2.5 / 5
‘Olympus has fallen,’ whispers a Secret Service agent as he crawls bloodily away from a masked gunman down a White House corridor. ‘I repeat, Olympus has fallen.” And the action clichés continue from there.
Mike Banning (Gerard Butler) has been taken off the President’s security detail after a snowy accident claimed the life of the First Lady while he was on duty. Stuck in a tedious office position, he longs to return to protecting President Asher (Aaron Eckhart) and son Connor (cute newcomer Finley Jacobsen), who Banning has (fortunately) taught the ins-and-outs of the White House.
He’s trudging through paperwork when the South Korean President and his envoy arrive for a meeting with Asher, and things turn pear-shaped real quick. The White House (code name Olympus) is soon taken by a group of North Korean rebels, led by the ice cold Kang (a wonderfully villainous Ricky Yune) who demands US troops out of the demilitarised zone separating North and South Korea, or he’ll start executing the hostages in the bunker – the President and high ranking political figures. Sound familiar?
While the film gets off to a rather slow start, the ridiculous amount of action that suddenly launches itself at you more than makes up for it. It’s like a combination of all the action sequences you’ve ever seen squished into a mind-scattering 10 minutes. Suicide bombers? Check. Dozens of civilians shot down by planes? Check. Machine guns in garage trucks? Ch- wait, what? The film is often stunning implausible, with plenty of plot holes, plus there’s all the clichés you would expect from an American political action film; we see the bullet-ridden flag fall in slow-mo, the famous obelisk crumble, smoke and flames billowing from those white walls. But it is heavy on the patriotism, and you get the feeling that everything is probably going to work out.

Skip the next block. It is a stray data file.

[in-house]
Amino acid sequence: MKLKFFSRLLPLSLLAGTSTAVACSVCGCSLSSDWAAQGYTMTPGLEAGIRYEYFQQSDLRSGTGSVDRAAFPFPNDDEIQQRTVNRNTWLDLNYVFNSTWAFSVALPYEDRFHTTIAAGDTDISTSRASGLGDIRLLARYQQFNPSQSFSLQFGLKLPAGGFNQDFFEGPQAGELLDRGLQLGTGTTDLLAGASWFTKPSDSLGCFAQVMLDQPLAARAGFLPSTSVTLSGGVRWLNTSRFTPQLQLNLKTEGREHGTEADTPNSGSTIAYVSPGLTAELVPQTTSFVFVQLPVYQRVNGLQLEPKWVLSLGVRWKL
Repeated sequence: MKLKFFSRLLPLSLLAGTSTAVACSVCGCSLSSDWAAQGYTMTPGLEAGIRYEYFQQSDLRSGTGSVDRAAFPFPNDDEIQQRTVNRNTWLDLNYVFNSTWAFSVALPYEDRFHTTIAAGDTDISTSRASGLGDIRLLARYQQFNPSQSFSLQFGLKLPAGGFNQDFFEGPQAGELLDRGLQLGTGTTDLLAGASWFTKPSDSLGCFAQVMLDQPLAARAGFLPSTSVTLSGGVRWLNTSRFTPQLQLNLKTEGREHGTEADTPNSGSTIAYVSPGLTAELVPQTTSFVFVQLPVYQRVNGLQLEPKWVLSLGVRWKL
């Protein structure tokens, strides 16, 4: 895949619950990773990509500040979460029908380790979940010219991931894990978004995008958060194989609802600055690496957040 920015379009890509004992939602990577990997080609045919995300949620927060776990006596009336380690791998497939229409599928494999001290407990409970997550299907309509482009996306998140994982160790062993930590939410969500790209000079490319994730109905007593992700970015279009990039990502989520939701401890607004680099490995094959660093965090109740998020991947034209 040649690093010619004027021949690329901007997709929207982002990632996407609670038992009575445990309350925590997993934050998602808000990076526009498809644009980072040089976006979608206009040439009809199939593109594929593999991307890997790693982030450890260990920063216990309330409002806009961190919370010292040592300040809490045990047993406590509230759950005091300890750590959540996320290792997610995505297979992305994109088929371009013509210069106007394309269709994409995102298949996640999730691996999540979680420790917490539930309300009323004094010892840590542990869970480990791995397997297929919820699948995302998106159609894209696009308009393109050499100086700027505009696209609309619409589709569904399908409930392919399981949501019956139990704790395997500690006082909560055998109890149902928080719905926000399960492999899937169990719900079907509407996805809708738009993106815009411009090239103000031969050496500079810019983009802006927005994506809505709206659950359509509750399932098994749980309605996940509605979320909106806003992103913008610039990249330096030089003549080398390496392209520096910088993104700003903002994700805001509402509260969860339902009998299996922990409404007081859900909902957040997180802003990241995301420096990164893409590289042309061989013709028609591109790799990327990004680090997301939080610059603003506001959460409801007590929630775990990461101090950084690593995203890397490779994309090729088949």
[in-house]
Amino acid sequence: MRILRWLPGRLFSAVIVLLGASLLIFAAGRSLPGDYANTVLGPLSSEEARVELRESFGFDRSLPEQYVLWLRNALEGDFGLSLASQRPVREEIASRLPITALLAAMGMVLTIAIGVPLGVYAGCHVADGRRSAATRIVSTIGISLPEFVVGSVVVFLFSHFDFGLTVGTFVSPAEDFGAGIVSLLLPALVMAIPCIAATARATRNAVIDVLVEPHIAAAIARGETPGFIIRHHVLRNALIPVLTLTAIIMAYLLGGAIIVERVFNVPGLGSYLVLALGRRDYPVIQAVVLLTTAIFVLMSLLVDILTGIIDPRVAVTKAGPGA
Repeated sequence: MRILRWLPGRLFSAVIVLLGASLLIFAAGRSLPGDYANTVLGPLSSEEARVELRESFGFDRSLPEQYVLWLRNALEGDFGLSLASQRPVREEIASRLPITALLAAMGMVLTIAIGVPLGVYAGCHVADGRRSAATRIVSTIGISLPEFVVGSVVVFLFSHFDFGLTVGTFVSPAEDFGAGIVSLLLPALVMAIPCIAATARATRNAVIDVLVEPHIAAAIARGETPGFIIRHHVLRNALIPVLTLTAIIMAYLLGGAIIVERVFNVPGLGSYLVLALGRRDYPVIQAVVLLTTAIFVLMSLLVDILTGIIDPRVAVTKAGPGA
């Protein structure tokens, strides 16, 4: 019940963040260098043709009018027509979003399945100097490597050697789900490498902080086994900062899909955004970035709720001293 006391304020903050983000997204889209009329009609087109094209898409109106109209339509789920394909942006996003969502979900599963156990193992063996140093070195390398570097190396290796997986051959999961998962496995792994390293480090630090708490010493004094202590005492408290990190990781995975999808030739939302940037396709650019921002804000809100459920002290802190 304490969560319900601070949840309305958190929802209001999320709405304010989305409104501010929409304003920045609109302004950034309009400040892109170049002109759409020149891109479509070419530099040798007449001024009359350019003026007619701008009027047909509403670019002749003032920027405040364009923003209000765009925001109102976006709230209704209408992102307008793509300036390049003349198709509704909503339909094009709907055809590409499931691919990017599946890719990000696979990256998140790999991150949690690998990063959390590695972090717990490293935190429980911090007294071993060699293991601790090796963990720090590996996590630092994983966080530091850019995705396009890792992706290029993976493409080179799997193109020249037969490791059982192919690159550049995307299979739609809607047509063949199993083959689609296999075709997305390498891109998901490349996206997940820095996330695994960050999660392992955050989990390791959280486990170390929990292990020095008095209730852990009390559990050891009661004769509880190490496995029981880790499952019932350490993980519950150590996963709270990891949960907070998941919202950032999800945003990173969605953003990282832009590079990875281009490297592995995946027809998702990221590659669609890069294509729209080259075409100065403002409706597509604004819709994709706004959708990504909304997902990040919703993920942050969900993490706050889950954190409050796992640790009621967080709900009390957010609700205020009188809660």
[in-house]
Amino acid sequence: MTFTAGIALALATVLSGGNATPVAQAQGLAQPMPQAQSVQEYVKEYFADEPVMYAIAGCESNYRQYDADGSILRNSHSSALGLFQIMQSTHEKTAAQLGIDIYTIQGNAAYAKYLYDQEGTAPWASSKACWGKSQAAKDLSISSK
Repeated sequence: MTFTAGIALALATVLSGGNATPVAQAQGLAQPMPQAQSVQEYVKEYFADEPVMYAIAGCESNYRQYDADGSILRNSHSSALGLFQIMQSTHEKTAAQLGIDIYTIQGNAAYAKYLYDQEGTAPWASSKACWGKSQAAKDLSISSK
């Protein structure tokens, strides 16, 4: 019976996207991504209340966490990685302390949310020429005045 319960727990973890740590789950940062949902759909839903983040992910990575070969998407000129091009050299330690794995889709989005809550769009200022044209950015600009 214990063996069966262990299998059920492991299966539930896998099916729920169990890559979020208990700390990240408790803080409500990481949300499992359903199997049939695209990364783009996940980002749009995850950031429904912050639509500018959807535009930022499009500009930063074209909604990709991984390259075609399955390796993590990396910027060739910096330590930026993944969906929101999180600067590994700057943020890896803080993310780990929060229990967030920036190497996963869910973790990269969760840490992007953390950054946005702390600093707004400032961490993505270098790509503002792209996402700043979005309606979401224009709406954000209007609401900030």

There’s action sequences that are sometimes shaky and difficult to follow, and CGI effects more suited to a video game than a Hollywood blockbuster. Plus, there’s an overload of explosive bloodshed, and violence galore (Gerard is killer with his fists, knives AND guns, apparently).
All this aside, Olympus Has Fallen is actually damn entertaining. While some lines are laughably corny and Butler can’t seem to go five words without adding a cuss, it’s edge-of-your-seat suspenseful and sometimes genuinely amusing – plus no one can deny there is some simply good action in there (maybe to distract from the lack of plot). And you get to see Morgan Freeman do what he does best – look pensive and be the voice of reason.
For those that enjoy a good shoot-up or no brainer action flick, you’ll love it. Also for those of you who like to stare at Gerard Butler being badass for two hours, it’s good for that too.
Olympus Has Fallen is showing in cinemas everywhere now.
Published at On The Record.